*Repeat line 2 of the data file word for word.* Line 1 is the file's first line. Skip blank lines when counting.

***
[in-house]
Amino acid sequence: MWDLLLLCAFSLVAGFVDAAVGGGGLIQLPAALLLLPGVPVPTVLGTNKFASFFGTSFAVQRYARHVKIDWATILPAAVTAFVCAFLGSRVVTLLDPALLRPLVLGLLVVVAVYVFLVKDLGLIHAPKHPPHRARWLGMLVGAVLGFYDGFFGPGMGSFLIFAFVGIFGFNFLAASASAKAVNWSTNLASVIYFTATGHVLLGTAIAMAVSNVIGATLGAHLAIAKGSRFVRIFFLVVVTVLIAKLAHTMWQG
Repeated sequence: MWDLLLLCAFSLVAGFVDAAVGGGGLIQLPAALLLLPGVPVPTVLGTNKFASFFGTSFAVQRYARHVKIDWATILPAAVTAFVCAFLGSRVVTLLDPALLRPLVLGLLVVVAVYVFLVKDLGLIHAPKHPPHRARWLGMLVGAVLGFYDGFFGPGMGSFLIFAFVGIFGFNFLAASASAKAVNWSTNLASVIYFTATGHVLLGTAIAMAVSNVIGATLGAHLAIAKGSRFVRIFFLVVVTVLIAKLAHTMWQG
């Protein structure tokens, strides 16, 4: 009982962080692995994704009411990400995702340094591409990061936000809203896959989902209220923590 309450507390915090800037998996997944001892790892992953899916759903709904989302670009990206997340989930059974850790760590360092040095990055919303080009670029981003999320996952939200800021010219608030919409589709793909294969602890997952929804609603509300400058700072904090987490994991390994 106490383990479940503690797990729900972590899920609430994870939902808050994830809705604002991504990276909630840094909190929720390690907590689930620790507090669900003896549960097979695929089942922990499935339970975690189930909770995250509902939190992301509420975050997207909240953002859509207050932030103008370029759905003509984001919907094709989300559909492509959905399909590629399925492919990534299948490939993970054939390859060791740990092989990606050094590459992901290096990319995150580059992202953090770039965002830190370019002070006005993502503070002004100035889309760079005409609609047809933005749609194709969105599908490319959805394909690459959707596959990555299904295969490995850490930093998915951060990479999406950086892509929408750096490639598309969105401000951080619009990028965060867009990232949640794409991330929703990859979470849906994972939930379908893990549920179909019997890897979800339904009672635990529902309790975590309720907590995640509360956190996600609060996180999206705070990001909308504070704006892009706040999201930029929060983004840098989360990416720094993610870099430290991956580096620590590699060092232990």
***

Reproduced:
Amino acid sequence: MWDLLLLCAFSLVAGFVDAAVGGGGLIQLPAALLLLPGVPVPTVLGTNKFASFFGTSFAVQRYARHVKIDWATILPAAVTAFVCAFLGSRVVTLLDPALLRPLVLGLLVVVAVYVFLVKDLGLIHAPKHPPHRARWLGMLVGAVLGFYDGFFGPGMGSFLIFAFVGIFGFNFLAASASAKAVNWSTNLASVIYFTATGHVLLGTAIAMAVSNVIGATLGAHLAIAKGSRFVRIFFLVVVTVLIAKLAHTMWQG